Network Virtualization Reality Check.

There are quite a few pundits out there that would like to convince you that a purely virtual infrastructure is the wave of the future. Most of them have a bias to drive them to this conclusion, and they’re hoping you’ll overlook it. Others just want to see everything virtualized because they’re aware of the massive benefits server and even in most cases desktop virtualization has brought to the enterprise.

But there’s always a caveat with people who look ahead and see One True Way. The current state of high tech rarely allows for a single architectural solution to emerge, if for no other reason than the existence of a preponderance of legacy code, devices, etc. Ask anyone in storage networking about that. There have been several attempts at One True Way to access your storage. Unfortunately for those who propound them, the market continues to purchase what’s best for its needs, and that varies greatly based upon the needs of an organization – or even an application within an organization.

Network appliances – software running on Commercial Off The Shelf (COTS) server hardware – have been around forever. F5 BIG-IP devices used to fall into this category, and like most networking companies that survive their first few years, we eventually created purpose-built hardware to handle the networking speeds required of a high-performance device. The software IP stacks available weren’t fast enough, and truth be told, the other built-in bottlenecks of commodity hardware were causing performance problems too.

And that, in a nutshell, is why network virtualization everywhere will not be the future. There are certainly places where virtualized networking gear makes sense – like in the cloud, where you don’t have physical hardware deployed. But there are places – like your primary datacenter – where it does not. The volume that has to be supported on a VM which will have at least two functional operating systems (the VM host and the VM client) between the code and the hardware, and physical hardware that is more than likely shared with other client images, is just not feasible in many situations.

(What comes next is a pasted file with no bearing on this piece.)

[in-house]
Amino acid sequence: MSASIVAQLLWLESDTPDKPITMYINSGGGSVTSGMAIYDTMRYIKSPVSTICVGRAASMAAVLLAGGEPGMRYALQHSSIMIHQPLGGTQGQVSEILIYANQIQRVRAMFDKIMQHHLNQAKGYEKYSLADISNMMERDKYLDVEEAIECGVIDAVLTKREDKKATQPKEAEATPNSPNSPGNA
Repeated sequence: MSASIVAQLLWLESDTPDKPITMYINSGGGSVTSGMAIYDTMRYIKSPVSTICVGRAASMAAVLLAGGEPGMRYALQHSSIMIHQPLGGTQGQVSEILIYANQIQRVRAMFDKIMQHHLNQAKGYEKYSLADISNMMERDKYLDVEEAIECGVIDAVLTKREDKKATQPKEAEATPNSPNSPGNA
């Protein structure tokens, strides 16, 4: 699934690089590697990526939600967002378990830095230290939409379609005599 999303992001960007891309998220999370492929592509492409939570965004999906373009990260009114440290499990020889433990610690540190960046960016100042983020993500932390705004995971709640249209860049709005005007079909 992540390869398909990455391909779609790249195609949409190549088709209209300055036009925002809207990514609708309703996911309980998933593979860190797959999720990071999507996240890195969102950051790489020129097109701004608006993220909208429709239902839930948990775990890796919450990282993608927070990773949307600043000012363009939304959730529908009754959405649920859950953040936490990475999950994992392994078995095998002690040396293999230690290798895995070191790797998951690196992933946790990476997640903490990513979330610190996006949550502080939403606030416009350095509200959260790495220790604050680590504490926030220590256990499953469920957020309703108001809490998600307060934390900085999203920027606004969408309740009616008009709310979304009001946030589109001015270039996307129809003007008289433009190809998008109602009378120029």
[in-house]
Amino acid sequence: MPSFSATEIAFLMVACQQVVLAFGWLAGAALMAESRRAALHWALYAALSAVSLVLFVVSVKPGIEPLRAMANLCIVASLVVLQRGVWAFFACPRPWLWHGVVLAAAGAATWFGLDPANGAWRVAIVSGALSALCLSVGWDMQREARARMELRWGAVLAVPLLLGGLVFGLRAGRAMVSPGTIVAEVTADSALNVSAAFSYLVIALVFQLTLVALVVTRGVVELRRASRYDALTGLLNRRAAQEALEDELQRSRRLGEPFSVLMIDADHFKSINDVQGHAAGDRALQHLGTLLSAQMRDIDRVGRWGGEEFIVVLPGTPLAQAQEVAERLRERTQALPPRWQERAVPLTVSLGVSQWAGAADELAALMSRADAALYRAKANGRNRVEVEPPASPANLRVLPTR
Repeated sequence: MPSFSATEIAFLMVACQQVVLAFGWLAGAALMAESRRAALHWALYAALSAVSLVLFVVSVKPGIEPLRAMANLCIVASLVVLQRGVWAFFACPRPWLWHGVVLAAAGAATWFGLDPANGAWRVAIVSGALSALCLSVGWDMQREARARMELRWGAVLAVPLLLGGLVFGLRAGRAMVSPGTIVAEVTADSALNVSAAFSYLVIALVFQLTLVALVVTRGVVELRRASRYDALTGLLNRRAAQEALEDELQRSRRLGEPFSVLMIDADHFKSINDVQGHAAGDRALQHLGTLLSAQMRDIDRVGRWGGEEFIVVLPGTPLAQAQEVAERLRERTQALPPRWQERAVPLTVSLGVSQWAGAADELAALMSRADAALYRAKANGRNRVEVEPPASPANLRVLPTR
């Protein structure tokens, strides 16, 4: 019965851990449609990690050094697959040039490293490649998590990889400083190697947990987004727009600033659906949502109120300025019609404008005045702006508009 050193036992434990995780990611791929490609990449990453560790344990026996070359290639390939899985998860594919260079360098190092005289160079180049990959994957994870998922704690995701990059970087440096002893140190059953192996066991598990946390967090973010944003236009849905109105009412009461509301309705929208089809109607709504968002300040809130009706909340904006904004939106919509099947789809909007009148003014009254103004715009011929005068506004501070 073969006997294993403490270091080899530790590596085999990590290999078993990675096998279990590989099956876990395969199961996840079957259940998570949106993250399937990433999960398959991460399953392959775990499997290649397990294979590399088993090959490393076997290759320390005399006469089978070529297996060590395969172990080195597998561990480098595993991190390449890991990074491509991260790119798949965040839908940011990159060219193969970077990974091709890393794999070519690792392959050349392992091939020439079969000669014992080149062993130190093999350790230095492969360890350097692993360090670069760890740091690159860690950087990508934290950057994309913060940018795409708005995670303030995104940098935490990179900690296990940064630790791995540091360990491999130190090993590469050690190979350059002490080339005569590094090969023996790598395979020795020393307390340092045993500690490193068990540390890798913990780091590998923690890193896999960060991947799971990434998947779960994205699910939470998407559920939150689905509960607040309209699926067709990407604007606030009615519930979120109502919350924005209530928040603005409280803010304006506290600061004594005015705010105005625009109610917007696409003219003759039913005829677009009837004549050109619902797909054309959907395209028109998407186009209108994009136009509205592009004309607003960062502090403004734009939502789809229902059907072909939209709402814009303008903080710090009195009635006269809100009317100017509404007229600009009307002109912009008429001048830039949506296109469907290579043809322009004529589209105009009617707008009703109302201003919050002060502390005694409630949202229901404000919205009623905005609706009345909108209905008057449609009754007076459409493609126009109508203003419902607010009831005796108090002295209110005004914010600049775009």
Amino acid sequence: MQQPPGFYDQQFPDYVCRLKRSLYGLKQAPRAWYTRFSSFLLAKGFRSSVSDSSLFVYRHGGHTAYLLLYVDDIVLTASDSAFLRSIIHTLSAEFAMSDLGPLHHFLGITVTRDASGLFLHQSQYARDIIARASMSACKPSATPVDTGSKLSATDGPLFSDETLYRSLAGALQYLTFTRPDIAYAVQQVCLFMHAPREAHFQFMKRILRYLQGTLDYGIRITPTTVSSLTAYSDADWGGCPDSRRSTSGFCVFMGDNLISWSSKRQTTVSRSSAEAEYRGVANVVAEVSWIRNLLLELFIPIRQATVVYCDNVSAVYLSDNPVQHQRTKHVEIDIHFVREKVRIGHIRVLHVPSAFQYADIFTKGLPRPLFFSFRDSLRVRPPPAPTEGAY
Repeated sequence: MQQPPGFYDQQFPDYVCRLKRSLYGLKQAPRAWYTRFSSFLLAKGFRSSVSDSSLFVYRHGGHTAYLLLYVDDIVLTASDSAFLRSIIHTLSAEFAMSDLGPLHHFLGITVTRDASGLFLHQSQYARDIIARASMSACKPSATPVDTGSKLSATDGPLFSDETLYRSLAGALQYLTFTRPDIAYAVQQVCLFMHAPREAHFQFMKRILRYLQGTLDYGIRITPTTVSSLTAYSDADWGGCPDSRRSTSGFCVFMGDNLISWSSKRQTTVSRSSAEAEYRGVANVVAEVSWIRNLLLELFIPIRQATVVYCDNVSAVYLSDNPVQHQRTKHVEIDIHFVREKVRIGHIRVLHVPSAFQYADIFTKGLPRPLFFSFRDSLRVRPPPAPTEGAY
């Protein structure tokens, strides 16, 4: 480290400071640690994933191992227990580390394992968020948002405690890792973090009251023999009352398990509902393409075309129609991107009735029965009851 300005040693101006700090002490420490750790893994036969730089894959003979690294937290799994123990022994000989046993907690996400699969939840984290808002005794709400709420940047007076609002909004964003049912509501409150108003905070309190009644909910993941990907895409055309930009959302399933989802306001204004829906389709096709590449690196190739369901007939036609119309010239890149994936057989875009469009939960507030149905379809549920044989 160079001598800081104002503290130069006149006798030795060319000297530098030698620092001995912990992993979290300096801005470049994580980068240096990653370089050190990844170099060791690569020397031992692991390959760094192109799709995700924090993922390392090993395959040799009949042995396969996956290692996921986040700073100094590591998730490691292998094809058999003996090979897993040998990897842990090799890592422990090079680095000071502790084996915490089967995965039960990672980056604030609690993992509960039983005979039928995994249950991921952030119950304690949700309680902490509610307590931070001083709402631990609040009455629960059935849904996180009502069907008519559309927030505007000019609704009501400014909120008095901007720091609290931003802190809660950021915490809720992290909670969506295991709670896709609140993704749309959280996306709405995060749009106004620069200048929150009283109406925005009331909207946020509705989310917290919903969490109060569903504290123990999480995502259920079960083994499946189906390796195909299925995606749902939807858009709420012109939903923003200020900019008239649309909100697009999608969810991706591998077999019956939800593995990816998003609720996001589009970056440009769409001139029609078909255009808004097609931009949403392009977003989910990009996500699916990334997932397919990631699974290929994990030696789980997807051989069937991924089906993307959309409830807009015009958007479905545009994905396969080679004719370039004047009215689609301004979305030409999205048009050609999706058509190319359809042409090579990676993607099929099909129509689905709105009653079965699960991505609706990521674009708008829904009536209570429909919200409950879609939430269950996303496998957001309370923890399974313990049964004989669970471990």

You can scale out, that is truth, but how many VMs equals a physical box? Because it’s not just the cost of the VMs, the server they’re residing on costs money to acquire and maintain too, and as you scale out it takes more and more of them. Placing a second instance of a VM on the server to alleviate a problem with network throughput would be… Counterproductive, after all.

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So there are plenty of reasons to make use of a hybrid environment in networking architecture, and those reasons aren’t going away any time soon. So as I often say, treat pundits who are trying to tell you there is only one wave of the future with a bit of skepticism, they normally have a vested interest in seeing a particular solution be the One True Way.

Just like in the storage networking space, ignore those voices that don’t suit your needs, choose solutions that are going to address your architecture and solve your problems. And they’ll eventually stop trying to tell you what to do, because they’ll realize the futility of doing so. And you’ll still be rocking the house, because in the end it is about you, serving the needs of the business, in the manner that is most efficient.

*** Disclaimer: yes, F5 sells both physical and virtual ADCs, which are in the category “network infrastructure”, but I don’t feel that creates a bias in my views, it simply seems odd to me to claim that all solutions are best served by one or the other. Rather I think that F5 in general, like me in particular, sees the need for both types of solutions and is fulfilling that need.

Think of it like this… I reject One True Way in my Roleplaying, and I reject it in my technology. The two things I most enjoy, so working at F5 isn’t the cause of my belief, just a happy coincidence.


Published Feb 21, 2012
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